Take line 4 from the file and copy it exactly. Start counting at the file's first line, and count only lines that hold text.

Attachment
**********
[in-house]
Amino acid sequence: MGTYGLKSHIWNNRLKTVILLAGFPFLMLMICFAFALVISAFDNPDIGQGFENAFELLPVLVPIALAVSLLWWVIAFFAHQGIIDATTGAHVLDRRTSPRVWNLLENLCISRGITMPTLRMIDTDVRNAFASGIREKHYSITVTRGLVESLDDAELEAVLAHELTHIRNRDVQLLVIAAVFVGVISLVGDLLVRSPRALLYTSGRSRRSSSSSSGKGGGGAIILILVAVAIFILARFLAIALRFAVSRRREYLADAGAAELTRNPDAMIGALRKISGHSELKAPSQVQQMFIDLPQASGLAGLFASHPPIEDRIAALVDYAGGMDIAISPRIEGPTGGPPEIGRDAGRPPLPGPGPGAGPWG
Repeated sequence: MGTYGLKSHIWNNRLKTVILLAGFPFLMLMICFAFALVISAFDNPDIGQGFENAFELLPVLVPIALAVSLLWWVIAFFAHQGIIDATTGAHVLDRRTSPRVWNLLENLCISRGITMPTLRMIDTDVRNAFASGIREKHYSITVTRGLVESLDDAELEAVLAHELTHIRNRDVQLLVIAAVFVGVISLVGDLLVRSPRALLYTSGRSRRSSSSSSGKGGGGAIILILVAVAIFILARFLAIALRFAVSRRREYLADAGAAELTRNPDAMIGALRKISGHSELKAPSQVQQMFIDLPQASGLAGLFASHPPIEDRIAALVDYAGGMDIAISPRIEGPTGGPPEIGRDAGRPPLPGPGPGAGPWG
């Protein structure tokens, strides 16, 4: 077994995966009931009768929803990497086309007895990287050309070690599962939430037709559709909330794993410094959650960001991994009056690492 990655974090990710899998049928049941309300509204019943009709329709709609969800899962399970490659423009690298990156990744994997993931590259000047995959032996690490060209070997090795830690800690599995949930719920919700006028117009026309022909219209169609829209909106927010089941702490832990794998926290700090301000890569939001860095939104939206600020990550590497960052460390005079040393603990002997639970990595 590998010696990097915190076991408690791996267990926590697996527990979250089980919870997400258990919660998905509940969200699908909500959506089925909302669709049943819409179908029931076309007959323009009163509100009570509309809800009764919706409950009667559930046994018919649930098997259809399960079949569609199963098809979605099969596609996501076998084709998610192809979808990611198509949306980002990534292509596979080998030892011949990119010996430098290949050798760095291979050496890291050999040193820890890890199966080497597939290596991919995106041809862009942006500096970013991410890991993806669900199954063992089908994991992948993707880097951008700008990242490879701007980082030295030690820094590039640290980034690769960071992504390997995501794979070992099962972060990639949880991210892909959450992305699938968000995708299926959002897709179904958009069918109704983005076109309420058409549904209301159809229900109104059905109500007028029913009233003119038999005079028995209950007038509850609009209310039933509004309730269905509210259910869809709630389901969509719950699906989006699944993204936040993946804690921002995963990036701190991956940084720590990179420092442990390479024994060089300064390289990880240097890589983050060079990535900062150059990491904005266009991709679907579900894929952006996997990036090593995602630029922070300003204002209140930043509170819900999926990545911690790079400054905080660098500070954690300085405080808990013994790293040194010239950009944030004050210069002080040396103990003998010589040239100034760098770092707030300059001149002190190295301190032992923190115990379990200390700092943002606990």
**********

């Protein structure tokens, strides 16, 4: 077994995966009931009768929803990497086309007895990287050309070690599962939430037709559709909330794993410094959650960001991994009056690492 990655974090990710899998049928049941309300509204019943009709329709709609969800899962399970490659423009690298990156990744994997993931590259000047995959032996690490060209070997090795830690800690599995949930719920919700006028117009026309022909219209169609829209909106927010089941702490832990794998926290700090301000890569939001860095939104939206600020990550590497960052460390005079040393603990002997639970990595 590998010696990097915190076991408690791996267990926590697996527990979250089980919870997400258990919660998905509940969200699908909500959506089925909302669709049943819409179908029931076309007959323009009163509100009570509309809800009764919706409950009667559930046994018919649930098997259809399960079949569609199963098809979605099969596609996501076998084709998610192809979808990611198509949306980002990534292509596979080998030892011949990119010996430098290949050798760095291979050496890291050999040193820890890890199966080497597939290596991919995106041809862009942006500096970013991410890991993806669900199954063992089908994991992948993707880097951008700008990242490879701007980082030295030690820094590039640290980034690769960071992504390997995501794979070992099962972060990639949880991210892909959450992305699938968000995708299926959002897709179904958009069918109704983005076109309420058409549904209301159809229900109104059905109500007028029913009233003119038999005079028995209950007038509850609009209310039933509004309730269905509210259910869809709630389901969509719950699906989006699944993204936040993946804690921002995963990036701190991956940084720590990179420092442990390479024994060089300064390289990880240097890589983050060079990535900062150059990491904005266009991709679907579900894929952006996997990036090593995602630029922070300003204002209140930043509170819900999926990545911690790079400054905080660098500070954690300085405080808990013994790293040194010239950009944030004050210069002080040396103990003998010589040239100034760098770092707030300059001149002190190295301190032992923190115990379990200390700092943002606990």